If the cab is near the route of the spine, I guess it is near an AGN. If it is spurred off the spine, then I guess the AGN can be some way off.

At the AGN, some of the fibres are destined to support the FTTC cab as P2P, some for future GPON use, some for future FTTRN/FTTdp use, and some for future leased line use. With plenty of redundancy for breakages.
Posted by WWWombat over 2 years ago
@Dix 2
Dimensioning guesswork: The average cab probably supports 300-400 lines, which could end up with between 5 and 10 splitter nodes for GPON.

Perhaps they'd allow 24 or 36 fibres to support this ... but when the cables can support up to 288, you can see that most fibres will loop through to the next AGN in the spine.

Perhaps a spine would service 5-10 cabinets in one direction out from an exchange.
Posted by WWWombat over 2 years ago
@BM
The AGN isn't really like an MDF, as the GPON fibres it holds will all be shared ones at that point, and there will be a mix of P2P fibres in there too.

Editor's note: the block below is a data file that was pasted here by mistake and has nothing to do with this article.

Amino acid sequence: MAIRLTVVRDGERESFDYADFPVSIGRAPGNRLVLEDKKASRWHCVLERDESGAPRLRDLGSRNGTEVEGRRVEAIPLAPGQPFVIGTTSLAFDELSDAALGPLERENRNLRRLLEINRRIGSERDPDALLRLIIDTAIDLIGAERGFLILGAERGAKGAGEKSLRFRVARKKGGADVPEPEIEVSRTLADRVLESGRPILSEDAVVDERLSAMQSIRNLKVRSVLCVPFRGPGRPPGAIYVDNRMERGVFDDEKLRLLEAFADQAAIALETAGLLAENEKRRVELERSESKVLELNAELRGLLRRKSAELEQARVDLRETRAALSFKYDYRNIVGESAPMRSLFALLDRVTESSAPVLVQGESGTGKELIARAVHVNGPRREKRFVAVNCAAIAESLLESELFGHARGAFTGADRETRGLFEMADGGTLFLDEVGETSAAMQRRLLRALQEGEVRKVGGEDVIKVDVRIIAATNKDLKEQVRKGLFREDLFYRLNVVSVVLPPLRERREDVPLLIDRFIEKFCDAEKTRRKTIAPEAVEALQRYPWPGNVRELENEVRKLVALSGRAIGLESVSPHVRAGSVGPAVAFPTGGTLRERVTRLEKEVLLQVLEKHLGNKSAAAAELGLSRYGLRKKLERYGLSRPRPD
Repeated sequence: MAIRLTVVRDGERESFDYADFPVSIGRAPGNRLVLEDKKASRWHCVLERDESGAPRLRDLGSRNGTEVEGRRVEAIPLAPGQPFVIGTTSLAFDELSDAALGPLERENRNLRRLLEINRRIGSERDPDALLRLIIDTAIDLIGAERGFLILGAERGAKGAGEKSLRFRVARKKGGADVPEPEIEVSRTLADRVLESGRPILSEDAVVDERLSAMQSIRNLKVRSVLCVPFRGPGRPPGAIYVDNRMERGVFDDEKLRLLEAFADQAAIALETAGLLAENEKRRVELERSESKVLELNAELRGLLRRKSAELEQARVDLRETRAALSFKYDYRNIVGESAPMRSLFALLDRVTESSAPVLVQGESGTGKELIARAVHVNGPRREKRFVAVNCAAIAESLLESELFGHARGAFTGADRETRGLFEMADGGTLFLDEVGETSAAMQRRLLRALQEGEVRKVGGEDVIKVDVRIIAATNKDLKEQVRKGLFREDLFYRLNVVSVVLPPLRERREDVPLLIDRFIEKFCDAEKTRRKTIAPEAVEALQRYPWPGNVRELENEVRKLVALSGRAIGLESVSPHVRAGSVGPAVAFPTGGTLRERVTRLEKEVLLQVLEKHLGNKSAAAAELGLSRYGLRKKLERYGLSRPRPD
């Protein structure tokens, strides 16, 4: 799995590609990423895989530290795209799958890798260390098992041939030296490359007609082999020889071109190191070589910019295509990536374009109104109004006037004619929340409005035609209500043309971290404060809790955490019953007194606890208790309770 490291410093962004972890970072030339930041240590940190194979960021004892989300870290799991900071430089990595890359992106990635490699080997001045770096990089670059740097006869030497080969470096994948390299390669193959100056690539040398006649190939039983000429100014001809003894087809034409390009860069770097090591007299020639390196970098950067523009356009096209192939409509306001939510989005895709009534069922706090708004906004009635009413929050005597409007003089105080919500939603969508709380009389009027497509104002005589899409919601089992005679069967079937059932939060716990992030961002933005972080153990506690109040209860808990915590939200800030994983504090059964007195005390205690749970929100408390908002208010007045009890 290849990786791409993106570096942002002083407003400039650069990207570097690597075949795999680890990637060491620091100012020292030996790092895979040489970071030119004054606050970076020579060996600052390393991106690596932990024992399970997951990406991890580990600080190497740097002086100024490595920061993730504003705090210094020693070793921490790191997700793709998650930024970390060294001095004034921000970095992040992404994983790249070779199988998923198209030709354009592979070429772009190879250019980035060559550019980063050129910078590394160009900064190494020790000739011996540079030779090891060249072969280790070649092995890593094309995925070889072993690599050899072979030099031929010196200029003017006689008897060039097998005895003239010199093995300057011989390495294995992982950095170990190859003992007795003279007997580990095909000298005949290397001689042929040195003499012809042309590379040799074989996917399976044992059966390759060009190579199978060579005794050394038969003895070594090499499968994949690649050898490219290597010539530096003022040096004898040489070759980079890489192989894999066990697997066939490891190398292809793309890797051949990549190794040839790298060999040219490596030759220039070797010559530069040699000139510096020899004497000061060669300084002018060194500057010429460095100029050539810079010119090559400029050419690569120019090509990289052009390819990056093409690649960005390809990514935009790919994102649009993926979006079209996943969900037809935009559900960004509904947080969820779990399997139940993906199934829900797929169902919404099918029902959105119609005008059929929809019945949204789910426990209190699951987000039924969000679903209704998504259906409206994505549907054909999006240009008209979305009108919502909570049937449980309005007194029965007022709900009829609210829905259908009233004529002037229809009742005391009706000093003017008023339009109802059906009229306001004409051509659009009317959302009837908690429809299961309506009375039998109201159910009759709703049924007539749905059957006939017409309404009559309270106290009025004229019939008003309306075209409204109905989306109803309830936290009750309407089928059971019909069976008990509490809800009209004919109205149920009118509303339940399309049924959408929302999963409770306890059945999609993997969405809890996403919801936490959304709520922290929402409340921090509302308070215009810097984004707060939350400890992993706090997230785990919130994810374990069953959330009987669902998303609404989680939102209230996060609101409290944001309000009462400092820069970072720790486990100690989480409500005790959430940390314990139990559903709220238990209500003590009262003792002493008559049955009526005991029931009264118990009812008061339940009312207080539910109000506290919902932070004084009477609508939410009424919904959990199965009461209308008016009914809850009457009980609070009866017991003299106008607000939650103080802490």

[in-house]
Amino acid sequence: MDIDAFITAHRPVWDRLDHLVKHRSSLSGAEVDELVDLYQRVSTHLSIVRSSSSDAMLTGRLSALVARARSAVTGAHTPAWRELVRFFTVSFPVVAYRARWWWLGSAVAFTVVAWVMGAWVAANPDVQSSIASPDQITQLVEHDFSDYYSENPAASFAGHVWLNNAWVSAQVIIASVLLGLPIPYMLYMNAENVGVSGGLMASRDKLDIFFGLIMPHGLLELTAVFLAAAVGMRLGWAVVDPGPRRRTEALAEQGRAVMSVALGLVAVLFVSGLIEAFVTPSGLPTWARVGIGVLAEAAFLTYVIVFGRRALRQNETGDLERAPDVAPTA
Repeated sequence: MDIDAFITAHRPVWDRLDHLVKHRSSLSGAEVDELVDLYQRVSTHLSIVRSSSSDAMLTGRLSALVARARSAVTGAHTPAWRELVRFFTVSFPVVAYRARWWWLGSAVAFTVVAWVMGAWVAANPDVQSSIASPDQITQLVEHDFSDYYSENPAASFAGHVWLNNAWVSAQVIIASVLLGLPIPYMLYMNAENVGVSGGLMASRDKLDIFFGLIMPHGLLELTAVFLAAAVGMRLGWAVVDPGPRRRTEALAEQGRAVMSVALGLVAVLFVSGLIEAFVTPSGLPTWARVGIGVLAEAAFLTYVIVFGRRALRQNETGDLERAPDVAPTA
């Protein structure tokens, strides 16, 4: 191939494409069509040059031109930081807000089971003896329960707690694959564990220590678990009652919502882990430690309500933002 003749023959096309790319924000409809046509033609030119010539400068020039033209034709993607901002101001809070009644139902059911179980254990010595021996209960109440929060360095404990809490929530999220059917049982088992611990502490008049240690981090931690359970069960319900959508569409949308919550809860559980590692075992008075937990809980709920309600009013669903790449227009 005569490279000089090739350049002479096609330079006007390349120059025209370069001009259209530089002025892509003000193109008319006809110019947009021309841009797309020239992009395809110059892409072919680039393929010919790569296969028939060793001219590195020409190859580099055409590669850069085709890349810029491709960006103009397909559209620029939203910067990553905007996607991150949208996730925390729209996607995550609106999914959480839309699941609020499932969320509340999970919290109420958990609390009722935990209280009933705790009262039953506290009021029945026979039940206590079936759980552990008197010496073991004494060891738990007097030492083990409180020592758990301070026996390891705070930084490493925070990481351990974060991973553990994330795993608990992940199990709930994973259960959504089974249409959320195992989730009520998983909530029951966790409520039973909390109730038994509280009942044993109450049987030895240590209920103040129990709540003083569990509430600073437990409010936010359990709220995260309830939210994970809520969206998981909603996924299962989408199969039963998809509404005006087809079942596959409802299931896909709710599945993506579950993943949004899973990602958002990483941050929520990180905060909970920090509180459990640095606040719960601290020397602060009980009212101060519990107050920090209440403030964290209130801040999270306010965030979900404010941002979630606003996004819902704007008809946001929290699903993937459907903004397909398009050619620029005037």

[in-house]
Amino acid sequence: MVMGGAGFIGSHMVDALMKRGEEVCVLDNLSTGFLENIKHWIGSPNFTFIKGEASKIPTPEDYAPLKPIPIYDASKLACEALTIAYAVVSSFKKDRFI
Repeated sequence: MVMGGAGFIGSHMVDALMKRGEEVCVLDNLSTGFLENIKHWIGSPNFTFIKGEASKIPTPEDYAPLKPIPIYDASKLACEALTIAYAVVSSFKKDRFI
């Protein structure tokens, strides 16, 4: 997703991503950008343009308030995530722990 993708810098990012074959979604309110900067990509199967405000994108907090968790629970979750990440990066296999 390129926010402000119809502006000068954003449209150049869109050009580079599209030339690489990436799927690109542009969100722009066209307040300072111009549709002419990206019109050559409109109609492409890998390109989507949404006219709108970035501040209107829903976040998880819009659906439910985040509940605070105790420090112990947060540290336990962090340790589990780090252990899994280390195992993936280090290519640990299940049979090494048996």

The splitter node (deeper in the network) is the first point where you see "one fibre=one property", which is a little more akin to the MDF; each SPN can support 4 32-way splitters, so is for max 128 properties.

The best picture I've seen is on page 10 here, even if BT aren't actually following the grid idea: http://www.ecoc2010.org/contents/attached/c20/WS_5_Rafel.pdf
Posted by WWWombat over 2 years ago
@BM 2
In that picture, each gap in the L-R cable is the "remote flexibility point" that is an AGN.
Posted by Blackmamba over 2 years ago
Hi Andrew Staff
My remarks are based on what I have seen on my visit to Openreach, planning, fibre ,ducting ,road crossing , power road ducting provion , 240v power connection ,contract work,pole and overhead cable running I may use old saying because the OLD TYPE Exchange works on the same principle as broadband even down to the Post Codes. Thanks Wombat for the up to date formate.
Posted by csimon over 2 years ago
Breathe also does FTTP, according to a reply I received from them in January, and their current prices on the web site are £20 for 80Mbps unlimited, and £15.40 line rental (BB price reduces by £1 if taking line rental). This might undercut BT?